Miles was right."
Trumpeter Jeff Helgesen sent along the following post by trumpeter Larry Moses. Jeff found it at a trumpet forum. In the post, Moses says he was one of the trumpet players from the night mentioned above...
"That night was I was in the section along with Earl, Mosello and Marshall. Miles walked up along the side of the club, stood next to the trumpet section and said 'I wanna play' in his cool, raspy voice. We were just getting ready to start the
last set. Miles came into the section, looked at all of our stuff and chose my mouthpiece and Earl`s trumpet. Mel then kicked off Second Race and opened up the trumpet solo for Miles. Miles grabbed my Harmon, Mel was playing brushes, and it was on! Miles played a while and after a few choruses he looked at Mel and said, 'Sticks
Lewis.' Mel played sticks at that point, Miles played open trumpet (he lost the mute by then). Yeah, he was a bit rusty, but it was certainly Miles and it was magic. The next night I played a Broadway and was quite happy relaying the facts to the brass section about Miles playing this mouthpiece. I did get some quizzical looks about that. For anybody wondering, I was playing a Tottle with a Medium Deep V cup. I`m thinking that the V was why Miles went for it. A very cool night!"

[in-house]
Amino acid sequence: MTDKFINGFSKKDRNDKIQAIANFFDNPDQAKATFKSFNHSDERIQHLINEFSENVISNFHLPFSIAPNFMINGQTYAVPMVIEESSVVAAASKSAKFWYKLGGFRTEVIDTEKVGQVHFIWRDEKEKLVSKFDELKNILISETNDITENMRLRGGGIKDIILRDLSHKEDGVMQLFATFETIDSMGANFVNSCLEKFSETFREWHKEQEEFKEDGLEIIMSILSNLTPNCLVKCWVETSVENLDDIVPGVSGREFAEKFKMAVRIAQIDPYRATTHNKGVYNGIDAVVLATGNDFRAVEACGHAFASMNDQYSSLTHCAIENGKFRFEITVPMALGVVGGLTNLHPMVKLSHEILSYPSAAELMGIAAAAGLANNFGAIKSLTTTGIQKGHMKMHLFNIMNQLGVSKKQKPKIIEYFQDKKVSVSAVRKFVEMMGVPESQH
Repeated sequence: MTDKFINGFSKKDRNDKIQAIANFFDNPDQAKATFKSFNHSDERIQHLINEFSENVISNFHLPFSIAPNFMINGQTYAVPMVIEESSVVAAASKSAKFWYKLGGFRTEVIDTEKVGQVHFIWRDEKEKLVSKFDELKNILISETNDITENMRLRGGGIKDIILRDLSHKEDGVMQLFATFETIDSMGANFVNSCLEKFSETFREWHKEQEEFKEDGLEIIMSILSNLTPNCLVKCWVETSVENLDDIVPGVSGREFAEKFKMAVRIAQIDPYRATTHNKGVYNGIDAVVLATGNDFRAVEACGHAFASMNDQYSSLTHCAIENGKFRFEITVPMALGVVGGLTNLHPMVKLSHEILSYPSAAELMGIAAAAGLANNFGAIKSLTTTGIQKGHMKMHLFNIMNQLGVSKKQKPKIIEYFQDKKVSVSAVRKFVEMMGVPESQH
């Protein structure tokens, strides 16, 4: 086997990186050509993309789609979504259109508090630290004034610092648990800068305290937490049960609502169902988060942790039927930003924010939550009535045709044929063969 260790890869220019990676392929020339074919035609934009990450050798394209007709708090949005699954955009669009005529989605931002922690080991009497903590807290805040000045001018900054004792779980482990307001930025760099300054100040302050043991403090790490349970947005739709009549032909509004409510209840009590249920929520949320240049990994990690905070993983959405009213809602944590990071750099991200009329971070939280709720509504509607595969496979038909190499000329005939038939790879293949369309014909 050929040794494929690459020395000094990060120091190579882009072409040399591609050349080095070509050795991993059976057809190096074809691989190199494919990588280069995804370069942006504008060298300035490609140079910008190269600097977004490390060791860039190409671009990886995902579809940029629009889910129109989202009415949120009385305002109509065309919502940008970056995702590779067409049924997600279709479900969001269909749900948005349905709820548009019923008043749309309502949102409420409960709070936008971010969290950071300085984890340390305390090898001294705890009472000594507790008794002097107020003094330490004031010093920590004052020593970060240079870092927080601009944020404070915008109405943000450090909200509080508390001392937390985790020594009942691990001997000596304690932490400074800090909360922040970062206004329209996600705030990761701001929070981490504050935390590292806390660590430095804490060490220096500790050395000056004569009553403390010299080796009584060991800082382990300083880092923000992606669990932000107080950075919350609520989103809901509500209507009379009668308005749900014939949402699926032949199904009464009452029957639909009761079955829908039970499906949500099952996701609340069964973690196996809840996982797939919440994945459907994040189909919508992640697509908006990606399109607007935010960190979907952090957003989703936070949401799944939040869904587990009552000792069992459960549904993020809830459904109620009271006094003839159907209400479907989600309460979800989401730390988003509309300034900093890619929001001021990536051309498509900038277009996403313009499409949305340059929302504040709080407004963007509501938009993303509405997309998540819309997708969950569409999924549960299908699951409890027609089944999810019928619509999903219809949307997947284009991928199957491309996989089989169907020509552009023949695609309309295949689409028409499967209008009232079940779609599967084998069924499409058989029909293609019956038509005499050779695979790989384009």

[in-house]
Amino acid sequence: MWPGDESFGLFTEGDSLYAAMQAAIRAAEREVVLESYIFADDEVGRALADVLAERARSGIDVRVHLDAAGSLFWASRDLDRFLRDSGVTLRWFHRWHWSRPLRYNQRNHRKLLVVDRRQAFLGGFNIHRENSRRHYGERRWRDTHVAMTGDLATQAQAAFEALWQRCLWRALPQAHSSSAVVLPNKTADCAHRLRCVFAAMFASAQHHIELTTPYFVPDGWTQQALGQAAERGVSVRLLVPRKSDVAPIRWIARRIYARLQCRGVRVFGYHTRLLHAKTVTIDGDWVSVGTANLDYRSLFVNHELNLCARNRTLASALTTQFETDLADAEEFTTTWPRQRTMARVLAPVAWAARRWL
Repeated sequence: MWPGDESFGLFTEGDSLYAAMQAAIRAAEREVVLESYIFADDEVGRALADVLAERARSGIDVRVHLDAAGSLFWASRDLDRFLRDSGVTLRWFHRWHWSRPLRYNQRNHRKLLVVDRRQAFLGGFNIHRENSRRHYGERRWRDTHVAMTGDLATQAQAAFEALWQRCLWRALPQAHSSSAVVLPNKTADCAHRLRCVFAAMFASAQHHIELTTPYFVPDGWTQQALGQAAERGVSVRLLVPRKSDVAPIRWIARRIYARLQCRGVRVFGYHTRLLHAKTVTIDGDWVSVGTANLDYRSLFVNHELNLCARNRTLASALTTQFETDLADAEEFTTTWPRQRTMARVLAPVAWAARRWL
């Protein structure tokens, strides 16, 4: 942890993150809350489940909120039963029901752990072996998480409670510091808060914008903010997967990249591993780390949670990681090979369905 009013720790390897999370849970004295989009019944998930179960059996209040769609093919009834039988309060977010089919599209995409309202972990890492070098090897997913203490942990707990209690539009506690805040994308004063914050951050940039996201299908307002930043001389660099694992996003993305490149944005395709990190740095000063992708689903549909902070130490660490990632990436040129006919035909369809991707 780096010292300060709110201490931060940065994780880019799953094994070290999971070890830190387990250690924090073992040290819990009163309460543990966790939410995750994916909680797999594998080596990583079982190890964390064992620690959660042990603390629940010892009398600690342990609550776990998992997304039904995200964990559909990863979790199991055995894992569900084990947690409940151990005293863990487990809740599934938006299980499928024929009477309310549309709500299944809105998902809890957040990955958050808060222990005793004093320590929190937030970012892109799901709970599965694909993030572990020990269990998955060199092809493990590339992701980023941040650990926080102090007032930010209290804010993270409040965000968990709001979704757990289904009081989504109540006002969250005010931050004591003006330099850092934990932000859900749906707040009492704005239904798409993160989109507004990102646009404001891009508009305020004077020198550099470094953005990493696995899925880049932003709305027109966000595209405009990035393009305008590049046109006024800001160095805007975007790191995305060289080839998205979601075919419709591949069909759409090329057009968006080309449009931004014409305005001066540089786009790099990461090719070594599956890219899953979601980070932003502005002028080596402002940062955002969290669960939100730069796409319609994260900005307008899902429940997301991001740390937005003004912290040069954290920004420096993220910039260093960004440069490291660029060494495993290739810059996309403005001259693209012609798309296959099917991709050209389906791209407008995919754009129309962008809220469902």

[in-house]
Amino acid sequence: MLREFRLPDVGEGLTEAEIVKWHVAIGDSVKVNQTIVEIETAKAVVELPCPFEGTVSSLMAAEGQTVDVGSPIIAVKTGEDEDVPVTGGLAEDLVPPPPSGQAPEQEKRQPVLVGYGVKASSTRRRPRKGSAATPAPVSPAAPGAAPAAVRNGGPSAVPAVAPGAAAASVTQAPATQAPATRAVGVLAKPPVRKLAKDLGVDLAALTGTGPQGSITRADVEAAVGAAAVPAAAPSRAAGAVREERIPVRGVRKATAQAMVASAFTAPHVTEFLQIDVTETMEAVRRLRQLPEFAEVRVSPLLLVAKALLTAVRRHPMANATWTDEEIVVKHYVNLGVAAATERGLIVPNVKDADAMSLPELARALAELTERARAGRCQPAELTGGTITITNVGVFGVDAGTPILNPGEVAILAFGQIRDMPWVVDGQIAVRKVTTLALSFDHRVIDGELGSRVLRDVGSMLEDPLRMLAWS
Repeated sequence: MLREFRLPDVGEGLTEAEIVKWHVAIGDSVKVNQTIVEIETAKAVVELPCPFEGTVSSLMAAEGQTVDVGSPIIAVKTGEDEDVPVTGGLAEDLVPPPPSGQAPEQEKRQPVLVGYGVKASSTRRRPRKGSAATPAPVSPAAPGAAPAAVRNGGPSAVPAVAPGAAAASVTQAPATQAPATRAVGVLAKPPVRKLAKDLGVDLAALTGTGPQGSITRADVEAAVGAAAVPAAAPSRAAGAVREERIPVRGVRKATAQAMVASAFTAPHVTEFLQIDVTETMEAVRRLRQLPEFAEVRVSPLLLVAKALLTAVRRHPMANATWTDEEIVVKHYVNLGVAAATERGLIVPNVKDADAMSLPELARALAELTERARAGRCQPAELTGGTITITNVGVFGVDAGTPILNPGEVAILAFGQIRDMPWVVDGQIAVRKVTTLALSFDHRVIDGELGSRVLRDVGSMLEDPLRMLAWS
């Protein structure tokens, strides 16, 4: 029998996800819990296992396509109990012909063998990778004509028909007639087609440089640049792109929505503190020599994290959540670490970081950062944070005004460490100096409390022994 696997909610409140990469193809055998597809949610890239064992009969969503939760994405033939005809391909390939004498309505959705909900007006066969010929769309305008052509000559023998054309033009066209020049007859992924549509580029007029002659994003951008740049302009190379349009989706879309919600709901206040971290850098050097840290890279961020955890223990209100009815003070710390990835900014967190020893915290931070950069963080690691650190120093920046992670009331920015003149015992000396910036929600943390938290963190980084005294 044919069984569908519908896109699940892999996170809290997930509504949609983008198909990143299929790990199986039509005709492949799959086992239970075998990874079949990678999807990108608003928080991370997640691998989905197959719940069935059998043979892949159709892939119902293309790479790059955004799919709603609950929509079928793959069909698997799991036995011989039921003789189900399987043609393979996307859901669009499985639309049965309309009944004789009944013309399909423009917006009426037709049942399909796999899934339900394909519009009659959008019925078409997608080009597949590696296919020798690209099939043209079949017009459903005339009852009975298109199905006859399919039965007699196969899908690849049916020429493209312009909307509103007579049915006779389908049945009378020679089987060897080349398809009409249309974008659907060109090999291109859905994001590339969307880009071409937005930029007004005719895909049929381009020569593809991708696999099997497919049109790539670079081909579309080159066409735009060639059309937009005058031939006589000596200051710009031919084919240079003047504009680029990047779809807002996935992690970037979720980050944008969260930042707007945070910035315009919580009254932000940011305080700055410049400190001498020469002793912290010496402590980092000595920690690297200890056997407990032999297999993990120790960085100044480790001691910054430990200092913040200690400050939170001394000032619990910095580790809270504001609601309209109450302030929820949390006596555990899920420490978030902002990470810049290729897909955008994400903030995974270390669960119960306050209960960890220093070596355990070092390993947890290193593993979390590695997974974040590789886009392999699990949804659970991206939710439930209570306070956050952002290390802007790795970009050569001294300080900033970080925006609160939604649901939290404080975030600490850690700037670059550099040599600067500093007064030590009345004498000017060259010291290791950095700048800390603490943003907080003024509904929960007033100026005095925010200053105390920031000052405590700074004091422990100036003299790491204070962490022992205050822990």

Pianist Joe Alterman will perform at the Blue Note in New York on Sunday, June 19 with his trio—James Cammack on bass and Benny Woodard on drums. There will be two sets: 11:30a.m. and 1:30 p.m. Tickets are $35, which includes brunch, music and a drink. Reservations can be made by calling (212) 475-8592. Joe will also be at Atlanta's City Winery on Tuesday, June 21 (doors open at 6 p.m. and the music starts at 8 p.m.) City Winery recently opened in Atlanta's Ponce City Market.
Singer Tessa Souter will be at the Sidedoor in Old Lyme, Conn., with David Gilmore (guitar) and Boris Kozlov (bass) on Friday, June 24. Cocktails and seating begins at 7:30 p.m.; the show starts at 8:30. Tickets are $35. For more information: 860-434-0886.
Sixties hangover. The1970s were awful for many reasons. On the jazz side, many legends went out and bought clothes they had no business wearing and cracked jokes that no longer seemed to be funny except to those who also grew up during the Depression. This past week, as part of his Merv Griffin retrospective, director Raymond De Felitta posted on an appearance on The Merv Griffin Show by Buddy Rich, Mel Torme, Redd Foxx and Henny Youngman, who wound up being more dynamic than all of them combined. Go here.
What the heck. In tribute to former Wings guitarist Henry McCullough, who died on June 14 after a long illness at age 72, here's My Love, with McCullough's guitar solo...
Oddball album cover of the week.
Based on our model's eyes, Lou either ran a little too long at the keyboard or she conked out. Our model may want to rest her head on Emery's bow and sleep it off (see last week's Oddball).